The bay’s a prime feeding ground for whales, a combination of Arctic and Atlantic currents and freshwater from two rivers creating a nutrient-rich area with high volumes of krill. Humpback, blue and minke whales, harbour porpoise and white-beaked dolphins all feed here.
An hour out from the harbour, we spotted the first spout, as a humpback broke the surface, huffing. After a few breaths, the long black back curved through the water and the fluke rose as it took a deep dive.
“They spend 90 per cent of their lives underwater,” Mike Smith, the British onboard whale expert, explained. “A dive can be anything up to 10 minutes. But they always have to come up to the surface to take a breath.”
There was another humpback in the area. We watched as the pair alternately surfaced, breathed and displayed their flukes before dives.
“Fluke markings are as distinctive as our fingerprints,” Mike said. “These ones are adults. The biggest one would be around 15m and would weigh around 30,000- 35,000kg. The largest humpbacks can be around 18m and weigh 40,000kg, as much as eight African elephants.”
The captain turned the boat and started back towards Húsavík. From nowhere, another humpback leapt out of the water a couple of hundred metres away and flopped noisily. We saw it breach a few more times, leaping and splashing, before this one too showed us its flukes and went below.
“The humpback’s the most acrobatic of all whale species,” Smith said. “The most common theory is that breaching’s for communication.”
That night, I drove into the dark hills around Húsavík. After striking out every night when hunting for Northern Lights, I stood on the hillside in bracing wind. With a full moon, the clouds had a ghostly feel.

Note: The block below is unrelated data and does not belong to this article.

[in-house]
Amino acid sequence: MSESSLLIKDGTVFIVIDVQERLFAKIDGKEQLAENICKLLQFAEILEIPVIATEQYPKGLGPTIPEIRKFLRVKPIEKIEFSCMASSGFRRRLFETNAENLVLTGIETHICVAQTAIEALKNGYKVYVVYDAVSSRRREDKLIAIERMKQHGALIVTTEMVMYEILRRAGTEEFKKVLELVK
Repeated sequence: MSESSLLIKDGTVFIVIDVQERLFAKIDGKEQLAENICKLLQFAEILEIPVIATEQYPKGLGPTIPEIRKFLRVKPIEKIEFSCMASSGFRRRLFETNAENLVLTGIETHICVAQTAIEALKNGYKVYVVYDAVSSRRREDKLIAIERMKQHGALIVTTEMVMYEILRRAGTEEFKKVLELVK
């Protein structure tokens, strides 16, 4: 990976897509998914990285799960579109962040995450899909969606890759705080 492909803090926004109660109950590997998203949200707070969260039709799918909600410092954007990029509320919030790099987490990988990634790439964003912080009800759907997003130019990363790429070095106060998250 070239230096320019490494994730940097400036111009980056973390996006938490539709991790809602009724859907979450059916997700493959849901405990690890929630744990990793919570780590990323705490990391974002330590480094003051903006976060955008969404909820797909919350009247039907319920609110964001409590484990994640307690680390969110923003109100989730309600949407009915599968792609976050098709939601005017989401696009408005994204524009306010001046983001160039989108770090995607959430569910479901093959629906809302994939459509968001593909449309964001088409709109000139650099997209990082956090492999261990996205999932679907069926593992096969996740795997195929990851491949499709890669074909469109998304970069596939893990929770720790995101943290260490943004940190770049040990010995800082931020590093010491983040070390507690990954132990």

Then, something started to happen. Stars became visible through breaks in the cloud and shapes began to form. Waves of silvery dust were cast across the night sky. The display didn’t last long.
I set my cameras to a low shutter speed and captured green and purple smears above the ocean and hills around Húsavík. Then, they were gone. Whales by day, Northern Lights by night. Not a bad day in north Iceland.
Beginning the final leg, the Way continued into the Tjörnes peninsula and Ásbyrgi, a horseshoe-shaped canyon known as the Shelter of the Gods. Here I hiked up Eyjan hill to look out over an ocean of autumnal yellow birch woodland.
“Not many people go where you’re going,” guesthouse owner Salbjörg Matthíasdóttir told me as I studied maps the next morning. The area’s waterfalls, especially powerful Dettifoss, receive plenty of tourists doing the ‘Diamond Circle’ loop, but few go further into the north-east.
At the tip of the austere Melrakkaslétta peninsula, I lurched along a track of moving stones and abandoned fishing nets to the lighthouse at Hraunhafnartangi, which locals say is the northernmost point on mainland Iceland (though Rifstangi, nearby on the peninsula, is also mentioned).
Waves collapsed onto dark rocks as I looked ocean-wards and wondered how far from where I was standing the Arctic began. Iceland’s Grímsey island is within the Arctic Circle, but on the mainland this is as close as you can get: around 3km.
Driving down the peninsula’s east coast, I stopped at Raufarhöfn, Iceland’s northernmost village, to look at the blocky orange lighthouse and the newly constructed Arctic Henge, a Pagan-inspired circle of basalt archways.
The Arctic Coast Way finishes at Bakkafjörður, but before my final stop, I made one last detour into the isolated Langanes peninsula. I spent my final evening driving along the coast and through deserted moorland to the Skoruvik cliffs.
From a metal platform high above the ocean, I looked out at Stóri Karl, a column of black rock and home to one of Iceland’s largest gannet colonies. Noisy fulmars and kittiwakes nested in the grassy cliffs. Northern gannets took flight, gliding over white frothy waves, while others came in to land, struggling to find a clear space on the column’s rounded summit.
There were too many birds to count on there, little clusters of yellow-tinged adults, black-feathered young and chicks with fluffy grey down.
For the first time on this trip, I’d found a part of north Iceland that looked a little crowded.
The author travelled with Discover the World, who offer tailor-made self-drive holidays and escorted tours to the north of Iceland.
Its 11-night Arctic Coast Way self-drive trip, available between May and September, costs from £1,604pp based on two sharing, including hotel accommodation with breakfast, car rental and exclusive iDiscover App.